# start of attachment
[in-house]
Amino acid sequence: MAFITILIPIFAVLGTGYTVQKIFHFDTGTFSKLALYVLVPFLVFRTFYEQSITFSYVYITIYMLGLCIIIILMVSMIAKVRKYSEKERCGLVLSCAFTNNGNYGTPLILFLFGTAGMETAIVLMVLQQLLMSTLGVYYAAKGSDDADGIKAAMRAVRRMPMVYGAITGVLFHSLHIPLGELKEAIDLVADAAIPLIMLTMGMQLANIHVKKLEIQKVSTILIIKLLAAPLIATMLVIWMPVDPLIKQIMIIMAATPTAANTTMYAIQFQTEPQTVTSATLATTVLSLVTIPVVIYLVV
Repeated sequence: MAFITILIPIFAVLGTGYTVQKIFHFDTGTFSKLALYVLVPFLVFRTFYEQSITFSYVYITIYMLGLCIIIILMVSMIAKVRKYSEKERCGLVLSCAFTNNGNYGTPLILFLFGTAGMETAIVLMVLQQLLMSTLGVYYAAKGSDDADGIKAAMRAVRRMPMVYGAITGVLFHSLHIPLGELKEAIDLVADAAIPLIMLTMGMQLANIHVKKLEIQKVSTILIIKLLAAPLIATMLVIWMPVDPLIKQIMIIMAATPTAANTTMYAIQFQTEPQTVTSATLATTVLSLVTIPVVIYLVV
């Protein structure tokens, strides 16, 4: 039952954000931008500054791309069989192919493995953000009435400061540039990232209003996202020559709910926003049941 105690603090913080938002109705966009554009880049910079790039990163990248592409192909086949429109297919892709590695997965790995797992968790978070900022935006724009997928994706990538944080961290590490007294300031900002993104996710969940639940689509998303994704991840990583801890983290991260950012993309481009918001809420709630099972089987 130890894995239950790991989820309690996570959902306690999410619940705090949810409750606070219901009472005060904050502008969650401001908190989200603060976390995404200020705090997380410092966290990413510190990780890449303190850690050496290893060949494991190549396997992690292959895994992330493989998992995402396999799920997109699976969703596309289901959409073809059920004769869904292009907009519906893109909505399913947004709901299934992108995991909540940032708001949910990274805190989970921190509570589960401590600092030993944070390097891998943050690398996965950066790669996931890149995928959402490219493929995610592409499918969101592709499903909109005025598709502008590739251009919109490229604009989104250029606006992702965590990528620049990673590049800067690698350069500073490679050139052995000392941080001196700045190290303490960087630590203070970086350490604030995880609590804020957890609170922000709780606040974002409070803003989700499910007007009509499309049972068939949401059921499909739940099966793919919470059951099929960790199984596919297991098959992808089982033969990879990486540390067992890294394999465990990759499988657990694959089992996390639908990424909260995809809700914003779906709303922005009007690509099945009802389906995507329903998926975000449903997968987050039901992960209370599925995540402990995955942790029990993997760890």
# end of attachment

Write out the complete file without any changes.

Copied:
[in-house]
Amino acid sequence: MAFITILIPIFAVLGTGYTVQKIFHFDTGTFSKLALYVLVPFLVFRTFYEQSITFSYVYITIYMLGLCIIIILMVSMIAKVRKYSEKERCGLVLSCAFTNNGNYGTPLILFLFGTAGMETAIVLMVLQQLLMSTLGVYYAAKGSDDADGIKAAMRAVRRMPMVYGAITGVLFHSLHIPLGELKEAIDLVADAAIPLIMLTMGMQLANIHVKKLEIQKVSTILIIKLLAAPLIATMLVIWMPVDPLIKQIMIIMAATPTAANTTMYAIQFQTEPQTVTSATLATTVLSLVTIPVVIYLVV
Repeated sequence: MAFITILIPIFAVLGTGYTVQKIFHFDTGTFSKLALYVLVPFLVFRTFYEQSITFSYVYITIYMLGLCIIIILMVSMIAKVRKYSEKERCGLVLSCAFTNNGNYGTPLILFLFGTAGMETAIVLMVLQQLLMSTLGVYYAAKGSDDADGIKAAMRAVRRMPMVYGAITGVLFHSLHIPLGELKEAIDLVADAAIPLIMLTMGMQLANIHVKKLEIQKVSTILIIKLLAAPLIATMLVIWMPVDPLIKQIMIIMAATPTAANTTMYAIQFQTEPQTVTSATLATTVLSLVTIPVVIYLVV
């Protein structure tokens, strides 16, 4: 039952954000931008500054791309069989192919493995953000009435400061540039990232209003996202020559709910926003049941 105690603090913080938002109705966009554009880049910079790039990163990248592409192909086949429109297919892709590695997965790995797992968790978070900022935006724009997928994706990538944080961290590490007294300031900002993104996710969940639940689509998303994704991840990583801890983290991260950012993309481009918001809420709630099972089987 130890894995239950790991989820309690996570959902306690999410619940705090949810409750606070219901009472005060904050502008969650401001908190989200603060976390995404200020705090997380410092966290990413510190990780890449303190850690050496290893060949494991190549396997992690292959895994992330493989998992995402396999799920997109699976969703596309289901959409073809059920004769869904292009907009519906893109909505399913947004709901299934992108995991909540940032708001949910990274805190989970921190509570589960401590600092030993944070390097891998943050690398996965950066790669996931890149995928959402490219493929995610592409499918969101592709499903909109005025598709502008590739251009919109490229604009989104250029606006992702965590990528620049990673590049800067690698350069500073490679050139052995000392941080001196700045190290303490960087630590203070970086350490604030995880609590804020957890609170922000709780606040974002409070803003989700499910007007009509499309049972068939949401059921499909739940099966793919919470059951099929960790199984596919297991098959992808089982033969990879990486540390067992890294394999465990990759499988657990694959089992996390639908990424909260995809809700914003779906709303922005009007690509099945009802389906995507329903998926975000449903997968987050039901992960209370599925995540402990995955942790029990993997760890």